Squat Machine: Feet High vs. Feet Low

Where you place your feet when on the squat machine affects how effectively you isolate the teardrop of the quads!

March 20, 2013

By Jimmy Peña, MS, CSCS

Feet High

A squat machine is a good addition to any repertoire, and if your gym has one, we strongly suggest you use it to bombard your legs. The squat machine allows for varying ranges of motion, helping you perform all sorts of intensity techniques like partials and rest-pause tactics without the need for a spotter. One important key is to keep your feet flat on the platform throughout the exercise. It’s also helpful if your shoes have flat surfaces to help prevent your feet from shifting or slipping. Often, the platforms on squat machines are a bit slippery, and if your shoes have jagged-edges on the soles, they can glide during the set.

Feet Low

One mistake bodybuilders make when using the squat press is to “lift” the machine with their upper body rather than pressing through the platform. It’s important to think of this exercise as a leg press in reverse. While keeping your upper body strong, with your abs in tight, back flat against the pad and chest big, all of the emphasis needs to be transferred to your legs. You do that best when you’re pressing “through” your feet. Avoid using your hands to press the apparatus off your shoulders, but rather allow the pads to rest comfortably upon your shoulders. Also avoid overextending or flexing your neck during the move, and instead try and keep your head neutral and your eyes focused forward. This will help protect your cervical spine from undue stress and strain.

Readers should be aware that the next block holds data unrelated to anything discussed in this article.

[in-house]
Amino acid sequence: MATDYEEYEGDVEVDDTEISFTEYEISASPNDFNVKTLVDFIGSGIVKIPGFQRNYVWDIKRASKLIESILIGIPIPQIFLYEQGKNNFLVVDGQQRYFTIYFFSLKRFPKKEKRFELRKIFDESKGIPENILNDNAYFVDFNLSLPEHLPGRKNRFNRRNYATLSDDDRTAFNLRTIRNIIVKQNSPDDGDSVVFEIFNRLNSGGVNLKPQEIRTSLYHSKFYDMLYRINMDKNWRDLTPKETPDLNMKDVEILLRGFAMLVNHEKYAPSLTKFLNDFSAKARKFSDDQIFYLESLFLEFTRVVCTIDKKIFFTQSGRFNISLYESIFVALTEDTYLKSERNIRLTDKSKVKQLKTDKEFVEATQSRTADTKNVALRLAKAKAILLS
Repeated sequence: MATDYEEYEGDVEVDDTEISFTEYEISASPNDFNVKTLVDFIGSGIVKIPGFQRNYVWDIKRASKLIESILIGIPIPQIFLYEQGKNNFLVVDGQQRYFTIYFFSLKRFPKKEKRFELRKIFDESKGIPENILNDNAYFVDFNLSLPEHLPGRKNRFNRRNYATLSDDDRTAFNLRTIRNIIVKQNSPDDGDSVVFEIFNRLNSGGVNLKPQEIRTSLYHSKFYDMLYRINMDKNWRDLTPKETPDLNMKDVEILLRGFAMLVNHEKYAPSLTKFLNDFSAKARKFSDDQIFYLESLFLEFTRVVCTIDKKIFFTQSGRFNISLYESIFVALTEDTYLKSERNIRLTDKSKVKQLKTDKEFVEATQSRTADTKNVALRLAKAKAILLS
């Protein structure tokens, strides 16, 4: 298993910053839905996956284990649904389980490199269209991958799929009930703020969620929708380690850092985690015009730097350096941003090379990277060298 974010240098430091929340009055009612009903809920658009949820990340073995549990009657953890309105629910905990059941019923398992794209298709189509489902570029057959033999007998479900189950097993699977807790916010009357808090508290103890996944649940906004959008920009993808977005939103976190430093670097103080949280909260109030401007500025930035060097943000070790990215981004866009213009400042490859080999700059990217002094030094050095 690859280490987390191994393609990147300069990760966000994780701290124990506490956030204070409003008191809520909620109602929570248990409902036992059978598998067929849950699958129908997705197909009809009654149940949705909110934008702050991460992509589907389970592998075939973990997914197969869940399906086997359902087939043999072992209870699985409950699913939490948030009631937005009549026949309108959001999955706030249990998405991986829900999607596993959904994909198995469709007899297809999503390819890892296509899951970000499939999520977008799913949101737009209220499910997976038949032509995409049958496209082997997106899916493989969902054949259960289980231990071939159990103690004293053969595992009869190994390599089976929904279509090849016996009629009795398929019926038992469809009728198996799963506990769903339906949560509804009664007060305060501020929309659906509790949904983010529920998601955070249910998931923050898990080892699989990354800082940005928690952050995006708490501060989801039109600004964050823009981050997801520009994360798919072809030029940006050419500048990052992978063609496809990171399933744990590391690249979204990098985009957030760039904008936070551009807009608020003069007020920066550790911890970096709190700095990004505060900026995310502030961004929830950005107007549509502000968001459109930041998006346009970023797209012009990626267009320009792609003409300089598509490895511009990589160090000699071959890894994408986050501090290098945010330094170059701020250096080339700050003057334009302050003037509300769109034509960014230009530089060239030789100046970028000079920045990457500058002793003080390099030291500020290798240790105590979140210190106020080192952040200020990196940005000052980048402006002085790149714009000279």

Advantage: Feet Low

The squat machine is a multijoint, compound move that helps you blast your entire lower body. The hamstrings, glutes and quads are all called into play no matter the range of motion employed. If you want to stress your hamstrings and glutes to a greater degree, place your feet high and wide. The reason it brings in the hams and glutes better is because you have greater hip extension at the top of the move, making it easier to fully engage those powerful muscles. But if it’s your front quads you’re focusing on, keep your feet lower on the platform. With your feet low and slightly narrow, you can target the vastus lateralis and also blast the teardrop (or medialis) muscle with laserlike accuracy. In fact, its counterpart, the leg press, is the best exercise in the gym at targeting the teardrop and the squat machine is a good mimic of the leg press in many ways, making it this month’s winner.